Status quo

While the majority rule is that a damages expert on class
certification must be admissible under Rule 702, courts are
divided as to whether a damages analysis has to be done at
that time.

1. Is discovery bifurcated
2. Are there concerns about the outcome of the report
3. Stale data and damages analysis
4. Contours of the class and viable liability theories

Courts requiring analysis:

In re Conagra Foods, Inc., 302 F.R.D. 537 (2014)
• Court rejected an expert’s bare “assurance that he can build a model to calculate damages.”
• “Although the methodologies he describes may very well be capable of calculating damages in this action, Weir has made no showing that this is the case. He does
not identify any variables he intends to build into the models, nor does he identify any data presently in his possession to which the models can be applied.”

Saavedra v. Eli Lilly & Co., 2014 WL 7338930 (C.D. Cal. 2014)
• Court rejected the expert’s proffered conjoint analysis where he had “yet to design the survey and method he will use in his conjoint analysis.”
• “[Plaintiffs’ damages expert] has yet to design the survey and method he will use in his conjoint analysis. . . . He has not decided which attributes will be included in
his model or whether he will analyze data from each of the four subclass members’ states together or separately. . . . Plaintiffs have done worse than not even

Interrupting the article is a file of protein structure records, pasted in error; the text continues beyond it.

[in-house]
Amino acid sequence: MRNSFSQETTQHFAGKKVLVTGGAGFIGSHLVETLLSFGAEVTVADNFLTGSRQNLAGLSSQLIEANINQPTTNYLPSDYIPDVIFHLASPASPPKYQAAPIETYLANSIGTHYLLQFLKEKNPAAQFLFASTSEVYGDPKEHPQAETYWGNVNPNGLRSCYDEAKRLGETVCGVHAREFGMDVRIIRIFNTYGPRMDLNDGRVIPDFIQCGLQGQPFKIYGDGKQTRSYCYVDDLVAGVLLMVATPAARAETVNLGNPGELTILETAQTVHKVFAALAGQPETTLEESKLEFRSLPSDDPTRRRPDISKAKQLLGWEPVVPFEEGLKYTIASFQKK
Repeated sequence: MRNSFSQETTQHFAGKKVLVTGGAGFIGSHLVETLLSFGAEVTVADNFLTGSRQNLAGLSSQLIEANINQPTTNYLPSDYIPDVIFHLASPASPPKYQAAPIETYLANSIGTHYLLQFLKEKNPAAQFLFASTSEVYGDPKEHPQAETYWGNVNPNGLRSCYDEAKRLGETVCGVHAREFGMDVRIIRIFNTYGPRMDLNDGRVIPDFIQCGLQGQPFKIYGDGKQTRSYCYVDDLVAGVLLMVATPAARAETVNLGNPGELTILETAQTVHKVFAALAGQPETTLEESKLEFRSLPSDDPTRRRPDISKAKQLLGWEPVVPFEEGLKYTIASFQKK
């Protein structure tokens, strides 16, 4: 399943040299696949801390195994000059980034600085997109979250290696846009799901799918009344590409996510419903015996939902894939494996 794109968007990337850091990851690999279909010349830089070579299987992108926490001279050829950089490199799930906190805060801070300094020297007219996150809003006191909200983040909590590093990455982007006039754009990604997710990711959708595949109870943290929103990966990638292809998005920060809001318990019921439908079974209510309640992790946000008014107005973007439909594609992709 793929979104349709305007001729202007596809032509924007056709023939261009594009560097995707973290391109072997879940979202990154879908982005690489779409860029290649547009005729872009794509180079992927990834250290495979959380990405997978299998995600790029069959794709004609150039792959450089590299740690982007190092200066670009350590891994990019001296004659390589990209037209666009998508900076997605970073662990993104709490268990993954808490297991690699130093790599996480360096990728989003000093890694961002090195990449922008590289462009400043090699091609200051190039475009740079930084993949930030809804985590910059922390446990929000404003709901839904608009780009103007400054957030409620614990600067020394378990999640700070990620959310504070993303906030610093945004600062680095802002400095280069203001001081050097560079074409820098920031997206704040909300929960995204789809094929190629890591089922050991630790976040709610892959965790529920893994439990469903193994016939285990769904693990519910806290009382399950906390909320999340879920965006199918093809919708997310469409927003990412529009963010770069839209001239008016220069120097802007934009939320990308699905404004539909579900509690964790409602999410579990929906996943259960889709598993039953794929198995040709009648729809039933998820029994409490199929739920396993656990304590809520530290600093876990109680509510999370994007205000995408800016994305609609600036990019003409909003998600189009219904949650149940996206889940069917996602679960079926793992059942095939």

advancing a reliable method of calculating classwide damages—they have advanced ‘no damages model at all.’”


Courts not requiring analysis:

Goldemberg v. Johnson & Johnson Consumer Co., 317 F.R.D. 374 (S.D.N.Y. 2016)
• At this stage, “this Court looks at Dr. Dube’s report for the sole purpose of determining what the proposed model may be able to accomplish.”
• “[T]he Court need only rely on the report, and find it reliable, for the limited proposition that a price premium attributable to the products can eventually be
determined. The Court finds the report sufficiently reliable to inform it of that potential.”
• “[T]he Court also finds the report sufficiently reliable to inform the Court of the damages it plans to assess.”

Price v. L’Oreal USA, Inc., 2018 WL 3869896 (S.D.N.Y. Aug. 15, 2018)
• The law does not “require[] an expert to perform his analysis at the class certification stage” and “that an appropriately designed Conjoint Analysis can reliably
estimate the economic value to consumers.”

In re Scotts EZ Seed Litig., 304 F.R.D. 397 (S.D.N.Y. 2015):
• The In re Scotts EZ Litig. Court explained, “nothing in Comcast requires an expert to perform his analyses at the class certification stage”).
• In fact, “[t]he point for Rule 23 purposes is to determine whether there is an acceptable classwide [damages] approach, not to actually calculate under that
approach before liability is established.”

Sanchez-Knutson v. Ford Motor Co., 310 F.R.D. 529, 539 (S.D. Fla. 2015)
Briseno v. ConAgra Foods, Inc., 674 Fed. App’x 654, 657 (9th Cir. 2017)

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